Google’s used to battling webmasters trying to “game” their index and achieve rankings they may not necessarily have earned. And to combat this, they’ve created all sorts of penalties to even out the playing field and fight off those trying to take advantage.
But what happens when a small business owner unknowingly breaks a rule and there’s no one around to tell them? How are they supposed to learn the ropes or even know there’s something wrong?
That’s quickly become the topic on a favorite local search marketing blog.
An interesting thread broke out over at Mike Blumenthal’s blog over the past few days. It all started when a webmaster in the Google Maps forum posted that all of his stats in Google’s free business dashboard had dropped to zero. Obviously, he was concerned. Google wasn’t telling him anything so he consulted the forums hoping that someone would have an answer. Luckily for him, Mike took an interest in his situation.
After a bit of research, it was discovered that his Google Local listing included multiple categories and geo phrases in the category fields, causing his listing to be penalized for Category spamming. By simply removing the extra category strings, the listing shot back up into the Google 10 pack and the situation resolved.
Search expert Chris Silver Smith dropped by Mike’s blog to share his experiences with clients penalized for using “overly spammy text strings” in the Category section of their listing. Chris noted that after cleaning them up and replacing them with better category names, he also saw his client pop right back up in rankings. It was also noted that Category strings that are long and spammy seem to be getting penalized more often than short and spammy strings, signaling that perhaps a human review is set off after a certain character limit.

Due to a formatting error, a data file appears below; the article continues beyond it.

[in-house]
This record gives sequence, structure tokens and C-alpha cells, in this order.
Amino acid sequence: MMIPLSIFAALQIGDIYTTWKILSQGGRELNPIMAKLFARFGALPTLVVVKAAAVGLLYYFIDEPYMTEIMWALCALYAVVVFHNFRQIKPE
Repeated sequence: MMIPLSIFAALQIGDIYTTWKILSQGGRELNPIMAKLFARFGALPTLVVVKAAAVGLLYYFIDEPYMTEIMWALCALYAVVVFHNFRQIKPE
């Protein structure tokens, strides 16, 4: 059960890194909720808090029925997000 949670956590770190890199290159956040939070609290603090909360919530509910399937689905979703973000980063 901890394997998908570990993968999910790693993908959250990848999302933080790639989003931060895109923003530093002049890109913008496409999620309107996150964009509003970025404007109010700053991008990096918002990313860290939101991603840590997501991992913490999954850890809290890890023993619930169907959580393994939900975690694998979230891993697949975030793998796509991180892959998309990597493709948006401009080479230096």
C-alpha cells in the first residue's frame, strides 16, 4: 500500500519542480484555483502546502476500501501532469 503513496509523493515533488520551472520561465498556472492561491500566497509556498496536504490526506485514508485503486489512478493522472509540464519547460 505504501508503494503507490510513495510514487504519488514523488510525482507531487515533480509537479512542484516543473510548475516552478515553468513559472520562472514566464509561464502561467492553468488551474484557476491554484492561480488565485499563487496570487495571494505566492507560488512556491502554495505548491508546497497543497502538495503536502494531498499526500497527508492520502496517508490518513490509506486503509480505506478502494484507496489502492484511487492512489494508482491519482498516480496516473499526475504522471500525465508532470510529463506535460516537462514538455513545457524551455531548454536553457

Obviously, the best way to avoid a penalty is to always make sure that you’re playing in bounds. Small business owners should read the Business Listing Quality Guidelines and always stand on the side of caution. Only use the categories that directly relate to your business. Don’t include terms that don’t describe your business. Do not list multiple categories or keywords in the same field, even if you have enough characters to do so.
That said, it’d be nice if Google was a bit more forthcoming when small business owners accidentally stumbled into bad territory. As clear as the Quality Guidelines try to, as Chris Silver Smith noted, there’s still a “serious usability defect” in play.
While the guidelines may instruct to use each category for only a single category, the example directly below the entry field could easily confuse one into thinking it was acceptable to enter more than one category in the field:
“Ex: Dentist, Wedding Photographer, Thai Restaurant”
That example does not make it clear that each category should be entered into a separate text box. This could easily lead a well-meaning, honest SMB into entering more than one category into the blank – filling it up until it reaches the max char length.
And that’s where small business owners rightfully get confused.
Until Google steps up and starts offering more support to small business owners, a lot of us are still using trial and error to see what is or is not allowed. Thanks to the situations above, we know that the best way to include non-categorical information about your site is to put that information directly on your Web site, not to try and add it to your list of Categories.
If you have a question about your own listing, you may want to ask a question in the Maps Help Forum. With any luck, you’ll get someone like Mike or Chris will help you sort it out.
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